I wonder to what extent loss-aversion causes wars and other conflict. In times of growth, there seems to be relatively less in the way of attempts at rent-seeking, but when things grow scarce — not in any uniform absolute sense, but compared to where they were before — the rent-seeking picks up. For any given agent, it seems to me that whether rent-seeking is optimal is likely to be independent of whether the resources available from productive activity are growing or shrinking, at least supposing the rents to be sought are likely to be growing or shrinking at the same time.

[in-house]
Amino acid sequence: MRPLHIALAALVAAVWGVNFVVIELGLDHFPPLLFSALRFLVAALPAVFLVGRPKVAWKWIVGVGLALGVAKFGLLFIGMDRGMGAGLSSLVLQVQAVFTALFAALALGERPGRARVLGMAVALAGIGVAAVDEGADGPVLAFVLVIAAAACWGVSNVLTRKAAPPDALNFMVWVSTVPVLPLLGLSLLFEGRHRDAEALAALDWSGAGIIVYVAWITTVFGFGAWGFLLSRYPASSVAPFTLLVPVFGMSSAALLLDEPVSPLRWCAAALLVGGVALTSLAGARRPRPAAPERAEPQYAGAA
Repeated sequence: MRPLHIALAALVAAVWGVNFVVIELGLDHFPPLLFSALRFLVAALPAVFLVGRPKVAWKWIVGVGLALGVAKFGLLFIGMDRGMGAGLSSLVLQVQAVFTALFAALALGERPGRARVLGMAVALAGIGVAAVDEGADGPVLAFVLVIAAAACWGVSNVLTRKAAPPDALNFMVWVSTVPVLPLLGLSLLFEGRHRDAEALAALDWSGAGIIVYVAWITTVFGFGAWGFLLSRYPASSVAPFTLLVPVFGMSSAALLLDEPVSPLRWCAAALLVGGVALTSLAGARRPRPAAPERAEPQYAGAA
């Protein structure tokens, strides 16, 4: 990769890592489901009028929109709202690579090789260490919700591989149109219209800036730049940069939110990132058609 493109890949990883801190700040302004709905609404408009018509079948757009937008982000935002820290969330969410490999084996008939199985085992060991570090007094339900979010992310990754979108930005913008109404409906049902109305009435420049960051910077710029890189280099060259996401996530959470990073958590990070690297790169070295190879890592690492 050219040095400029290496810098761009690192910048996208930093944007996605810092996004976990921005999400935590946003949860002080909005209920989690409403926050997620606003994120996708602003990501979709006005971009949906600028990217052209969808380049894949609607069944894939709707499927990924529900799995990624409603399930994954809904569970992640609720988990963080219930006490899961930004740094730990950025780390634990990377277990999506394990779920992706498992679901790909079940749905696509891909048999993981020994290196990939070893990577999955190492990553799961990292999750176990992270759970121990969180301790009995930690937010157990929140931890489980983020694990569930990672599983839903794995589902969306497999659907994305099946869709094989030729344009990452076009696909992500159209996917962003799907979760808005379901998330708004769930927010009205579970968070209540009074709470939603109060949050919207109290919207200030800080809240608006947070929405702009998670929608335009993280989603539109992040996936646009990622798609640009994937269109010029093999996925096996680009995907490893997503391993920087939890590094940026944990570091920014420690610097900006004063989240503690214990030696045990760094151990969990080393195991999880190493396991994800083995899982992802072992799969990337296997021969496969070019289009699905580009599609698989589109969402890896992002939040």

It could be heterogeneity; perhaps the people whose fortunes are suffering the most are the ones doing the rent-seeking. Given that and incomplete information, perhaps people take the growth or recession of their own fortunes over periods of time as informative of their relative position; if everyone's fortunes become dimmer, but everyone only knows that their own fortunes are dimmer, they try to plunder their neighbors' fortunes, not knowing that they, too, have been shrinking.